Gross nitrogen mineralization and nitrification rates and their relationships to enzyme activities and the soil microbial biomass in soils treated ... View Full Text


Ontology type: schema:ScholarlyArticle     


Article Info

DATE

1999-05

AUTHORS

M. Zaman, H. J. Di, K. C. Cameron, C. M. Frampton

ABSTRACT

Gross N mineralization and nitrification rates and their relationships to microbial biomass C and N and enzyme (protease, deaminase and urease) activities were determined in soils treated with dairy shed effluent (DSE) or NH4+ fertilizer (NH4Cl) at a rate equivalent to 200 kg N ha–1 at three water potentials (0, –10 and –80 kPa) at 20 °C using a closed incubation technique. After 8, 16, 30, 45, 60 and 90 days of incubation, sub-samples of soil were removed to determine gross N mineralization and nitrification rates, enzyme activities, microbial biomass C and N, and NH4+ and NO3– concentrations. The addition of DSE to the soil resulted in significantly higher gross N mineralization rates (7.0–1.7 μg N g–1 soil day–1) than in the control (3.8–1.2 μg N g–1 soil day–1), particularly during the first 16 days of incubation. This increase in gross mineralization rate occurred because of the presence of readily mineralizable organic substrates with low C : N ratios, and stimulated soil microbial and enzymatic activities by the organic C and nutrients in the DSE. The addition of NH4Cl did not increase the gross N mineralization rate, probably because of the lack of readily available organic C and/or a possible adverse effect of the high NH4+ concentration on microbial activity. However, nitrification rates were highest in the NH4Cl-treated soil, followed by DSE-treated soil and then the control. Soil microbial biomass, protease, deaminase and urease activities were significantly increased immediately after the addition of DSE and then declined gradually with time. The increased soil microbial biomass was probably due to the increased available C substrate and nutrients stimulating soil microbial growth, and this in turn resulted in higher enzyme activities. NH4Cl had a minimal impact on the soil microbial biomass and enzyme activities, possibly because of the lack of readily available C substrates. The optimum soil water potential for gross N mineralization and nitrification rates, microbial and enzyme activities was –10 kPa compared with –80 kPa and 0 kPa. Gross N mineralization rates were positively correlated with soil microbial biomass N and protease and urease activities in the DSE-treated soil, but no such correlations were found in the NH4Cl-treated soil. The enzyme activities were also positively correlated with each other and with soil microbial biomass C and N. The forms of N and the different water potentials had a significant effect on the correlation coefficients. Stepwise regression analysis showed that protease was the variable that most frequently accounted for the variations of gross N mineralization rate when included in the equation, and has the potential to be used as one of the predictors for N mineralization. More... »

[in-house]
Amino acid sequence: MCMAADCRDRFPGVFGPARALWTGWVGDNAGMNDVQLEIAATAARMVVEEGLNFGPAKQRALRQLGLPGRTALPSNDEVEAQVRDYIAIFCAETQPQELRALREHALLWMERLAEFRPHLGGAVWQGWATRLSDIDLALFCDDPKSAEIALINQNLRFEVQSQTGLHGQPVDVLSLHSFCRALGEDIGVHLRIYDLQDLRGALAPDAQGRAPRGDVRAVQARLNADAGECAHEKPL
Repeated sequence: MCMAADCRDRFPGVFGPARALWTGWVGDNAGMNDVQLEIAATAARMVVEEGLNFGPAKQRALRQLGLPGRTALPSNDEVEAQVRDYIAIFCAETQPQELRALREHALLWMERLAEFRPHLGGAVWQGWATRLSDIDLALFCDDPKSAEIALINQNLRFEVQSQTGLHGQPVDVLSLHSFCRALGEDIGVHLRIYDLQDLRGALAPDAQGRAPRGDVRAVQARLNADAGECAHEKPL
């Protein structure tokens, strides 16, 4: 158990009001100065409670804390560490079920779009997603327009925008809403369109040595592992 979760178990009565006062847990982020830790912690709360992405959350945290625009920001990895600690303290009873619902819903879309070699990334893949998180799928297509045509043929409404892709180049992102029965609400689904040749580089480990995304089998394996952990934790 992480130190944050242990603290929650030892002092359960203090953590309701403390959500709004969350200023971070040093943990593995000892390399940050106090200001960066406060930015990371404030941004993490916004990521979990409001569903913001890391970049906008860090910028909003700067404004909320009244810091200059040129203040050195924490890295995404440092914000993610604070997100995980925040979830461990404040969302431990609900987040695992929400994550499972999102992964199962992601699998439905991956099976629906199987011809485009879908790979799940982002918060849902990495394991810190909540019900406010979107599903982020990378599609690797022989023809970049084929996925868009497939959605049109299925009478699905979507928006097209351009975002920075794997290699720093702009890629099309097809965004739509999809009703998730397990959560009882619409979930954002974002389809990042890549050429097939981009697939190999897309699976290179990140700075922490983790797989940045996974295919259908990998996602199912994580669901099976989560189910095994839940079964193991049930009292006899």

PAGES

178-186

Journal

TITLE

Biology and Fertility of Soils

ISSUE

2

VOLUME

29

Author Affiliations

Identifiers

URI

http://scigraph.springernature.com/pub.10.1007/s003740050542

DOI

http://dx.doi.org/10.1007/s003740050542

DIMENSIONS

https://app.dimensions.ai/details/publication/pub.1032957577


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